Accelerating Charitable Efforts Act Under Consideration

Proposed bipartisan legislation known as the Accelerating Charitable Efforts (ACE) Act would reform tax laws to require Donor Advised Funds (DAFs) to disburse charitable dollars to working charities more quickly. 

Currently, DAF account holders receive a tax deduction in the year in which they fund the account, but there is no distribution requirement for the DAF to make a charitable grant. At this time, more than $140 billion in funds designated for charitable causes are being held in DAFs.

As proposed, the ACE Act would reform tax laws requiring DAFs to distribute funds to nonprofits within a reasonable period of time and keep charitable funds from sitting in investment accounts when the donor(s) have already received tax deductions for their contribution. 

The ACE Act would divide DAFs into four new categories. The tax benefit to a donor who makes a gift to a DAF will differ depending on which type of DAF receives the gift. The goal is to reduce the timing mismatch between when the donor receives a federal income tax deduction and when the charity receives a grant from the DAF. The four categories are:

Qualified Donor Advised Funds (QDAF) 

Donors get all tax benefits at the time of contribution if the account is distributed within 15 years. If the QDAF fails to distribute the contribution (including earnings), the organization faces a penalty (excise tax) equal to 50% of the contribution that was not distributed by the required date.

When a donor contributes a non-publicly traded asset to a QDAF, he or she will receive a charitable deduction until the sponsoring organization sells the asset. A non-publicly traded asset is described as “any asset for which (as of the date of the contribution) market quotations are not available on an established securities market.” A donor who contributes assets other than those non-publicly traded should receive a charitable deduction in the year of the contribution, subject to regular rules governing charitable deductions.

Non-Qualified Donor Advised Funds (NQDAF) 

This is similar to a QDAF, but monies must be distributed within 50 years. Failure to do so also results in a penalty of 50% of the undistributed contributions and earnings. Donors of cash receive charitable tax deductions in the year that includes the date the sponsoring organization made a qualifying distribution of the contribution. The amount of the deduction is limited to the amount of the qualifying distribution.

When a donor contributes property other than cash, he or she receives a charitable deduction in the year that the property is sold for cash and the sponsoring organization made a qualifying distribution of the sale proceeds.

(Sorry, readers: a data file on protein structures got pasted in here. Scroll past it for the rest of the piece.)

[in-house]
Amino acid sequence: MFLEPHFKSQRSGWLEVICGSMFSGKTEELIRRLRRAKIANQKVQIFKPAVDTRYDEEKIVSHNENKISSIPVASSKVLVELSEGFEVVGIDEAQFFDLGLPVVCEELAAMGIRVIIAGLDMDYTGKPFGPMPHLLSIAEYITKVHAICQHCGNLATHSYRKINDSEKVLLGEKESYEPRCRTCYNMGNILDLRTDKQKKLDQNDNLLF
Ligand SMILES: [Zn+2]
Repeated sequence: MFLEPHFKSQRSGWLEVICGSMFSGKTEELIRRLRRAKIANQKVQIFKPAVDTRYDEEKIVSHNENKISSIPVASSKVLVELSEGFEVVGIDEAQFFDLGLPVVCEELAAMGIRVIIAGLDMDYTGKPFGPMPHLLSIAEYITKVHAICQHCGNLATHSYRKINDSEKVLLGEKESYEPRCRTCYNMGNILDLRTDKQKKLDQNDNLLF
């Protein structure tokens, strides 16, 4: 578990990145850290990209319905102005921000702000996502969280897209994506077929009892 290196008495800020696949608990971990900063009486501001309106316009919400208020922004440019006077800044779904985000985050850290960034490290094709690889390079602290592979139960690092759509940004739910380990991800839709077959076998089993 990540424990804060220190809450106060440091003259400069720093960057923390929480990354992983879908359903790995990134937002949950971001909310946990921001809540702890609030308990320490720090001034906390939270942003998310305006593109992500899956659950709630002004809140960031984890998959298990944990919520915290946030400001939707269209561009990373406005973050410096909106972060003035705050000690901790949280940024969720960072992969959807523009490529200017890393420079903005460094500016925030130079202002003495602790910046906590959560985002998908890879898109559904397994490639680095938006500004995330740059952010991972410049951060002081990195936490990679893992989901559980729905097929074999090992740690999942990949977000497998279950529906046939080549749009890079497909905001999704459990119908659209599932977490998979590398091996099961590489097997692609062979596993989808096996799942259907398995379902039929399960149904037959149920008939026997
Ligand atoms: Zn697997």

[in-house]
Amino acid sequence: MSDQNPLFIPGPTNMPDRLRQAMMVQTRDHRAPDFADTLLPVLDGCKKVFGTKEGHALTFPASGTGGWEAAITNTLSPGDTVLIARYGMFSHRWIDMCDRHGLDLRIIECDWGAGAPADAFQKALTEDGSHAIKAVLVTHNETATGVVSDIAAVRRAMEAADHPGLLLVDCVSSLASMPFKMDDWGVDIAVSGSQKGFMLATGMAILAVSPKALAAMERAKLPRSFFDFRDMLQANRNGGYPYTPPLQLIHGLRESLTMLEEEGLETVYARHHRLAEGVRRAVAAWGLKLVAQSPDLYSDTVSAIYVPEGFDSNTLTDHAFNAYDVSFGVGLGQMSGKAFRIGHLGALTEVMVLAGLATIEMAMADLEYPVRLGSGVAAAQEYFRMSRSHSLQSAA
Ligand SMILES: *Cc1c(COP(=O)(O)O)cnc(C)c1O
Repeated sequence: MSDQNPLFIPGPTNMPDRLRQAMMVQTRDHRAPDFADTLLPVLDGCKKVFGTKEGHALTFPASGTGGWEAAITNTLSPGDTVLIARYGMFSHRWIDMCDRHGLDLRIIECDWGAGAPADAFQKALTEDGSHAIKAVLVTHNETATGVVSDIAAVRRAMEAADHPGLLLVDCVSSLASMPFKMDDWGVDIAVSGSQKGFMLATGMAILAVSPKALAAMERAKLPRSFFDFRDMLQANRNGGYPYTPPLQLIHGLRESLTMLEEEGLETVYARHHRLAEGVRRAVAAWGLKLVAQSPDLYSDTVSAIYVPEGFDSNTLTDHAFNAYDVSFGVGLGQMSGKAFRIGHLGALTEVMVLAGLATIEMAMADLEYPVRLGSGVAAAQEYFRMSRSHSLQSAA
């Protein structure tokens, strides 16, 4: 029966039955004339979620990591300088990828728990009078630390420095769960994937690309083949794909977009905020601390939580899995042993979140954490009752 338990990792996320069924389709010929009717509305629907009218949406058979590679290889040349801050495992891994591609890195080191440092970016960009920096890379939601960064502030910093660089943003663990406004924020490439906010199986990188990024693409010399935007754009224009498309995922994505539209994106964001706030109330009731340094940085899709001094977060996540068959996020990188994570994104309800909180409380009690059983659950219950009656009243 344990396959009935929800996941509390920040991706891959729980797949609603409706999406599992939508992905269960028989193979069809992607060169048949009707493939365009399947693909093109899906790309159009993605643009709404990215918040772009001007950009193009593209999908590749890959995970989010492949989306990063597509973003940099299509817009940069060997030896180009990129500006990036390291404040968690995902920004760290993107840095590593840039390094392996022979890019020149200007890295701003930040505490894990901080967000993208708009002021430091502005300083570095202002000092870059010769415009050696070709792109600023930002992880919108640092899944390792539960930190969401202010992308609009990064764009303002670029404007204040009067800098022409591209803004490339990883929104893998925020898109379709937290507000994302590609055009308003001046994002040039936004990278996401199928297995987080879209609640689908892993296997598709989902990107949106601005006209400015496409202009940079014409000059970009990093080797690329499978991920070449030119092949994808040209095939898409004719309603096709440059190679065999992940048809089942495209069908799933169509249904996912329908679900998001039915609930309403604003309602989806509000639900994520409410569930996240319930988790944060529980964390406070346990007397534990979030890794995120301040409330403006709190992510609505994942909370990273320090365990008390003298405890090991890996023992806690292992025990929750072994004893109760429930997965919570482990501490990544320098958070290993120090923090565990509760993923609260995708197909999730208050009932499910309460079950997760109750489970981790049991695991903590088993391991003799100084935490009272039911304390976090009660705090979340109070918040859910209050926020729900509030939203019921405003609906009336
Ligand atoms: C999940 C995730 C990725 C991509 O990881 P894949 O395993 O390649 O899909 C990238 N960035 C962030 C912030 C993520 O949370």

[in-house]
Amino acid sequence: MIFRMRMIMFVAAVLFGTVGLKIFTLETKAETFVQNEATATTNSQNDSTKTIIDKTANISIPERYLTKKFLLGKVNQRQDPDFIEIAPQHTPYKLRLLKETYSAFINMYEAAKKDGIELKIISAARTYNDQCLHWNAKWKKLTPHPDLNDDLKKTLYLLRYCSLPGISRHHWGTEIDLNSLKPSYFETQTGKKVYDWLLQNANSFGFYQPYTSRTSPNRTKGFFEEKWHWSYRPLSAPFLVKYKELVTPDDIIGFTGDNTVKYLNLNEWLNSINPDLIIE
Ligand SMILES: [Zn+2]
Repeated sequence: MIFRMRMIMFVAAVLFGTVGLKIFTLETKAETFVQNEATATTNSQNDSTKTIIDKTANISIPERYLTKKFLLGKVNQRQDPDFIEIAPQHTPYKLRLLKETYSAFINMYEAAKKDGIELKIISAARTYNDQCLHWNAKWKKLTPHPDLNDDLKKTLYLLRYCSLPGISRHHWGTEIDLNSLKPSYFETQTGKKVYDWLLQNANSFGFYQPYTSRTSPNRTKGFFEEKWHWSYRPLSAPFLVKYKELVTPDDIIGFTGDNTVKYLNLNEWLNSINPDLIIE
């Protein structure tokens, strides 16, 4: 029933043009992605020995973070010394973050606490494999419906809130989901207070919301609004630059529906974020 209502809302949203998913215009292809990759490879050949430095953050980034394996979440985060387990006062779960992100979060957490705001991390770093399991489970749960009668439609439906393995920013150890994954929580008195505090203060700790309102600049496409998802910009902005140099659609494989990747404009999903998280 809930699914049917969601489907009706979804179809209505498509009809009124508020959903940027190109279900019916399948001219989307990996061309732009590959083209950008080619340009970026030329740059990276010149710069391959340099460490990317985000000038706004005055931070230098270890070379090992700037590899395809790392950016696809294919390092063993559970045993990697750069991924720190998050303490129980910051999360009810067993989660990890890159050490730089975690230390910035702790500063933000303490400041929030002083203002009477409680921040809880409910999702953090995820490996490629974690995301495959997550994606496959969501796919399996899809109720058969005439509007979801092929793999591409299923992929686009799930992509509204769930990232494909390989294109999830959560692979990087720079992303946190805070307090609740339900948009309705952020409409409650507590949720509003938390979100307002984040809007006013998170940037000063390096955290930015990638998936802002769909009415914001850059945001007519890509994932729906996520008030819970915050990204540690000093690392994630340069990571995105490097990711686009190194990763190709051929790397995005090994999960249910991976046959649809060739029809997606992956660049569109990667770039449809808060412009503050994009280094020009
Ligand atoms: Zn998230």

Qualified Community Foundation Donor Advised Fund (QCF-DAF)

There are two types of QCF-DAFs, both of which must be sponsored by a Qualified Community Foundation (QCF), an organization that operates for the purpose of understanding and serving the needs of a particular geographic community by engaging donors and pooling donations to create charitable funds in direct furtherance of those needs and which holds at least 25% its total assets outside of DAFs. A donor who makes a gift to a QCF-DAF has the same tax consequences as a donor making a gift to a QDAF described above. The two types of QCF-DAFs are:

  • One where the donor has advisory privileges and the DAF has an aggregate value at any time of $1 million or less, adjusted for inflation after 2021. 
  • One established under an agreement that requires the DAF to make qualified distributions each calendar year in an amount not less than 5% of the value of the fund determined as of the last day of the preceding calendar year. 

The ACE Act would also reform existing rules governing Private Foundations (PFs). Contributions to DAFs from PFs would not count toward the 5% payout requirement unless the funds are distributed from the DAF by the end of the year following the contribution. Salaries, travel expenses and other administrative expenses paid to family members of a substantial contributor to the foundation cannot meet payout obligations.

The ACE Act also provides incentive for faster payouts out of PFs: if a PF were to distribute at least 7% of the value of its assets, the 1.39% excess tax on net investment income would be waived. In addition, the ACE Act would put a maximum lifespan of 25 years on PFs, eliminating families’ abilities to give into perpetuity.

The ACE Act would also impact the public support test for tax-exempt organizations under Section 501(c)(3) of the Internal Revenue Code. When a public charity receives a grant from a DAF, it would no longer be treated as coming from a public charity. The sponsoring organization would need to identify the donor to the DAF making the distribution and provide it to the public charity. Certain exceptions would apply. This change would discourage anonymous giving from DAFs and could flip small charities to a PF. 

The debate over the ACE Act is far from over. There will likely be opposition from the nonprofit sector for many reasons, including the complexity of the changes that will create significant difficulty to donors and charities alike. For more information, contact your Schneider Downs representative.

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Material discussed is meant for informational purposes only, and it is not to be construed as investment, tax, or legal advice. Please note that individual situations can vary. Therefore, this information should be relied upon when coordinated with individual professional advice.

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